Without this, the other bodies used in implementation will actually be helpless. One of the main things that is highly recommended is the enhanced research of public awareness, which needs to be carried out in order to be able to use sustainability in a perspective where most of the people who are involved are the ones renting the premises rather than the owners.

Once they are fully aware of the benefits of sustainability, the owners will have no option but to adopt the concept of sustainability. Sustainability is one of the greatest concepts that ought to be embraced by all developing nations in a bid to ensure that globalization does not overrun their economies, thus rendering them incapable of offering competitiveness in terms of trade and commerce among many other things.

Works Cited

Nelson, Anitra. Steering Sustainability in an Urbanizing World: Policy, Practice, and Performance. Surrey: Ashgate Publishing Ltd., 2007. Print.

Archibuigi, Franco. The Ecological City and the City Effect: Essays on the Urban Planning Requirements for the Sustainable City. Surrey: Ashgate Publishing Ltd., 1997. Print.

Burton, Hugh. Sustainable Communities: The Potential for Eco-Neighbourhoods. Oxford: Earthscan, 2000. Print.

De Roo, Gert. Integrating City Planning And Environmental Improvement: Practicable Strategies For Sustainable Urban Development. Bristol: Alastair Sawday Publishing Company Limited, 2009. Print.

Girard, Luigi Fusco. The Human Sustainable City: Challenges and Perspectives from the Habitat Agenda. Surrey: Ashgate Publishing Ltd., 2003. Print.

Girardet, Herbert. Cities, People, Planet: Urban Development and Climate Change. Hoboken: John Wiley & Sons, 2008. Print.

Hutchins, Christine. Climate Change – Our Warming World: What Can You Do about It? Bristol: Alastair Sawday Publishing Company Limited, 2009. Print.

Organization for Economic Co-operation and Development. Innovative Policies for Sustainable Urban Development: The Ecological City. Paris: OECD Publishing, 1996. Print.

Perlman, Cary R. Environmental Litigation: Law and Strategy. Chicago: American Bar Association, 2009. Print.

Pinderhughes, Raquel. Alternative Urban Futures: Planning for Sustainable Development in Cities Throughout the World. Maryland: Rowman & Littlefield, 2004. Print.

Roseland, Mark. Toward Sustainable Communities: Solutions for Citizens and Their Governments. Gabriola Island: New Society Publishers, 2012. Print.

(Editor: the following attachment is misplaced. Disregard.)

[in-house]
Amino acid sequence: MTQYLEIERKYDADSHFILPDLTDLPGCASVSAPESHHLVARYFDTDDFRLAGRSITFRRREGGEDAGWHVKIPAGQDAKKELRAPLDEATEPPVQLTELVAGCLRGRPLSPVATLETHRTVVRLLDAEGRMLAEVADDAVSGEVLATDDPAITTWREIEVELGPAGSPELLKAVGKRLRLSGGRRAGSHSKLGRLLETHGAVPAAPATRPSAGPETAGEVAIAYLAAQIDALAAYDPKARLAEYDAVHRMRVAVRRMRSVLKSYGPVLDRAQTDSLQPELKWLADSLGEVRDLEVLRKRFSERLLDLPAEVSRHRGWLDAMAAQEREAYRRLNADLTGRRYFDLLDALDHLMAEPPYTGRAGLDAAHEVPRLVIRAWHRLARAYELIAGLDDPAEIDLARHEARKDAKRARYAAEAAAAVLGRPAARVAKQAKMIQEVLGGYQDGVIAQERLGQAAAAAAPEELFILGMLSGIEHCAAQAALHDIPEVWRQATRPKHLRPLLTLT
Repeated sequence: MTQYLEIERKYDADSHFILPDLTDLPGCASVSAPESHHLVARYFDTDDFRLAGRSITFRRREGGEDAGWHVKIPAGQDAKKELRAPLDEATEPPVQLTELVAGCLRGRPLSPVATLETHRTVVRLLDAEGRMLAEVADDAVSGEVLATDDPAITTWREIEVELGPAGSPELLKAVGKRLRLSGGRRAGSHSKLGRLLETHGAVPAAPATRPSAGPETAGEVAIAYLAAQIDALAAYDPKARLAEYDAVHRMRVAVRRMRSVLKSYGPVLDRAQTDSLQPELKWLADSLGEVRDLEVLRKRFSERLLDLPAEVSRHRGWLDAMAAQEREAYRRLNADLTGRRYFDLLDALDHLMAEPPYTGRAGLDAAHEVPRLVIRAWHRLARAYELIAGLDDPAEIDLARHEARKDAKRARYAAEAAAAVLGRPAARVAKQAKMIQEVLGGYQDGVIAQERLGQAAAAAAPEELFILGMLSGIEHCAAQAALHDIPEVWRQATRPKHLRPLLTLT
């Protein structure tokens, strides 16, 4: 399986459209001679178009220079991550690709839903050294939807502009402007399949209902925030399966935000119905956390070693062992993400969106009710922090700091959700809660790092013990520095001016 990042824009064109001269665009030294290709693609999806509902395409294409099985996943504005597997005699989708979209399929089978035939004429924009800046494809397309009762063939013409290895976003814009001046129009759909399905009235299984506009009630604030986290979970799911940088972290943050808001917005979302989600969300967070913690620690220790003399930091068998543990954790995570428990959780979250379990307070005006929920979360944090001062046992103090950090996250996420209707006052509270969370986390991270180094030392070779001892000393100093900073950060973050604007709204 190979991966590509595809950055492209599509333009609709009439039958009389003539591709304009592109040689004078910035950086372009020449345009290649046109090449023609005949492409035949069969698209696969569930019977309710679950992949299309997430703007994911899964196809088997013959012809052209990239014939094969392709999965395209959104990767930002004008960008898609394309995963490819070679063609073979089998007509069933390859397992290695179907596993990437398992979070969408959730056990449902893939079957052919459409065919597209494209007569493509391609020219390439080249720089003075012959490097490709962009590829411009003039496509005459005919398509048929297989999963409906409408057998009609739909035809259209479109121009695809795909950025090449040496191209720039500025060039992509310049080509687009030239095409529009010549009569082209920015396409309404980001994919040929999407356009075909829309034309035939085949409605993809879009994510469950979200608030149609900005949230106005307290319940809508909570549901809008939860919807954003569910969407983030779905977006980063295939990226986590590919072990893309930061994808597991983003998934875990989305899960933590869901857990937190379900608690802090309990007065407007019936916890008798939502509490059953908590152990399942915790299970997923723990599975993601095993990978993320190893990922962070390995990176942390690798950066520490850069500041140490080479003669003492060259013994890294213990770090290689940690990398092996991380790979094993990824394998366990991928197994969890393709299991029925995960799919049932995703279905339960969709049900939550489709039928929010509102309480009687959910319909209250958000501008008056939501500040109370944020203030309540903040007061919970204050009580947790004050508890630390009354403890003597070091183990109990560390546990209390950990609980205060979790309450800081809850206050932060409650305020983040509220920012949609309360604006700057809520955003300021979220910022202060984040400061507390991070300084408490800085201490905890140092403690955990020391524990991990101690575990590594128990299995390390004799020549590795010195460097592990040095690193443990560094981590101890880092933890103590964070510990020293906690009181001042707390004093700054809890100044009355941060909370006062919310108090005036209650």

Smith, Brian. Urban Environment in Crisis. New Delhi: New Age International, 2001. Print.

United Nations Human Settlements Programme, Global Land Tool Network. Secure Land Rights for all. Geneva: United Nations Human Settlements Programme, Global Land Tool Network, 2008. Print.

This Essay on Housing problems in Saudi Arabia: Challenges facing sustainable housing in the region was written and submitted by user Alicia Brown to help you with your own studies. You are free to use it for research and reference purposes in order to write your own paper; however, you must cite it accordingly.

Alicia Brown studied at the University at Buffalo, State University of New York, USA, with average GPA 3.27 out of 4.0.

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Brown, A. (2020, January 20). Housing problems in Saudi Arabia: Challenges facing sustainable housing in the region [Blog post]. Retrieved from

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Brown, Alicia. "Housing problems in Saudi Arabia: Challenges facing sustainable housing in the region." IvyPanda, 20 Jan. 2020,

1. Alicia Brown. "Housing problems in Saudi Arabia: Challenges facing sustainable housing in the region." IvyPanda (blog), January 20, 2020.


Brown, Alicia. "Housing problems in Saudi Arabia: Challenges facing sustainable housing in the region." IvyPanda (blog), January 20, 2020.


Brown, Alicia. 2020. "Housing problems in Saudi Arabia: Challenges facing sustainable housing in the region." IvyPanda (blog), January 20, 2020.


Brown, A. (2020) 'Housing problems in Saudi Arabia: Challenges facing sustainable housing in the region'. IvyPanda, 20 January.